It has often been said that first impressions do not represent a full picture of who someone is. But then again, I’m old enough and I’ve experienced enough to know a pompous, blowhard, two-bit snake oil, used car salesman when I see one.
Randy Rainbow released his new video today. Entitled “IF YOU EVER GOT IMPEACHED – A Randy Rainbow Song Parody”, the song is based on “If I Ever Had A Brain” from the Wizard Of Oz.
Once again, Randy Rainbow hits it out of the park. We need more people like him. The more we speak out and speak the truth, the harder it will be for his lies and “alternative facts” to be taken as truth.
Randy Rainbow, G-d bless you. May we all have the courage to stand up for our country and our future.
*Warning: This post contains spoilers about Once Upon A Time. I am only writing up to the end of season 6. Read at your own risk if you have still not seen the previous seasons.
There is something to be said about a well written, human character. They leap off the page and speak to us as if they were right in front us, as flesh and blood human beings, instead of fictional creations.
In this series of weekly blog posts, I will examine character using the characters from Once Upon A Time to explore how writers can create fully dimensional, human characters that audiences and readers can relate to.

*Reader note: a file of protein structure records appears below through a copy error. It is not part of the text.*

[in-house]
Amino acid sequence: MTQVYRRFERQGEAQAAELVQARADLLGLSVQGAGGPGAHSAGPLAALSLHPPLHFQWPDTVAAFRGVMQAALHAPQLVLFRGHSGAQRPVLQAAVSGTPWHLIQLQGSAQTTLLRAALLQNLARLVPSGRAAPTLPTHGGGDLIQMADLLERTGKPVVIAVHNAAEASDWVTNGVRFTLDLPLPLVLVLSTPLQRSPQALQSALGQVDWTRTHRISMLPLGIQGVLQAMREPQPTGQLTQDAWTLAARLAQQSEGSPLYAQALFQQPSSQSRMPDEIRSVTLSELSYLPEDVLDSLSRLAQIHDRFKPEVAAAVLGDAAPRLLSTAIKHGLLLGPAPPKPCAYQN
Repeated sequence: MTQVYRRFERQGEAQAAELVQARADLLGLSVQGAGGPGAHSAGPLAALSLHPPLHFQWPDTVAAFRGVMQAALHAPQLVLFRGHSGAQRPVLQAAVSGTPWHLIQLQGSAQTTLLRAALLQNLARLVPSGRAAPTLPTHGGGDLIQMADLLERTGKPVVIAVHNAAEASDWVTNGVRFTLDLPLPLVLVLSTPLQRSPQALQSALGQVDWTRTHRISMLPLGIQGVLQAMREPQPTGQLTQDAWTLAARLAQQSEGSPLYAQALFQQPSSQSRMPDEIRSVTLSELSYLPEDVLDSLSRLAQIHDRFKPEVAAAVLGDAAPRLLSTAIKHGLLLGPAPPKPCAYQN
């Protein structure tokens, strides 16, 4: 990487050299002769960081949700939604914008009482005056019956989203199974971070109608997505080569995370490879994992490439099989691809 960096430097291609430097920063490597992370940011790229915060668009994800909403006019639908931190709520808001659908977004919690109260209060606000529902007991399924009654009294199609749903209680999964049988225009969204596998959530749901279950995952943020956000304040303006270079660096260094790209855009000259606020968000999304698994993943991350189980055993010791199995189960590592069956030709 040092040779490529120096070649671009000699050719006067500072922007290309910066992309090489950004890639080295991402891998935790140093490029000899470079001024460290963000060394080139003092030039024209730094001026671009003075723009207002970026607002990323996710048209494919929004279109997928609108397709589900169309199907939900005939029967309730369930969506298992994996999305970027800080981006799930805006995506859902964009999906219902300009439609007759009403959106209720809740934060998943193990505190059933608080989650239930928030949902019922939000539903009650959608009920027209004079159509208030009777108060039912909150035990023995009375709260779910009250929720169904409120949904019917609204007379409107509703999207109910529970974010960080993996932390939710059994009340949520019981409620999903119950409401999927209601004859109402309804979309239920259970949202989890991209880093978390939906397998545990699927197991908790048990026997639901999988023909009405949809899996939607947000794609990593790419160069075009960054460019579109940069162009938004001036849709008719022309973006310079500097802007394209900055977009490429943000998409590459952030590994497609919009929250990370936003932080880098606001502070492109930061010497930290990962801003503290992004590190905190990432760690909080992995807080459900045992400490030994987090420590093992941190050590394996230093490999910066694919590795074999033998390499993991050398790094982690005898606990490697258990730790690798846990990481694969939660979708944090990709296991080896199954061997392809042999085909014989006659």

In 1939’s The Wizard Of Oz, Margaret Hamilton’s The Wicked Witch Of The West left an indomitable mark on our culture. She was the ultimate baddy, taking Toto from Dorothy and using her monkeys to terrorize the residents of the land of Oz. In Once Upon A Time, the character of Zelena (Rebecca Mader) appeared to be a direct cut from that same cloth. But in usual Once Upon A Time fashion, there is a twist to the character and the narrative.
Zelena is Regina/The Evil Queen’s (Lana Parilla) older half-sister. Abandoned by their mother and raised without the luxury or the access to the magic that was part and parcel of Regina’s childhood, Zelena grew up to be spiteful and angry. Arriving in Storybrooke, Zelena made it her goal to get back at Regina for everything she never had. She also manipulated Robin Hood to believe that she was his late wife and became pregnant by him.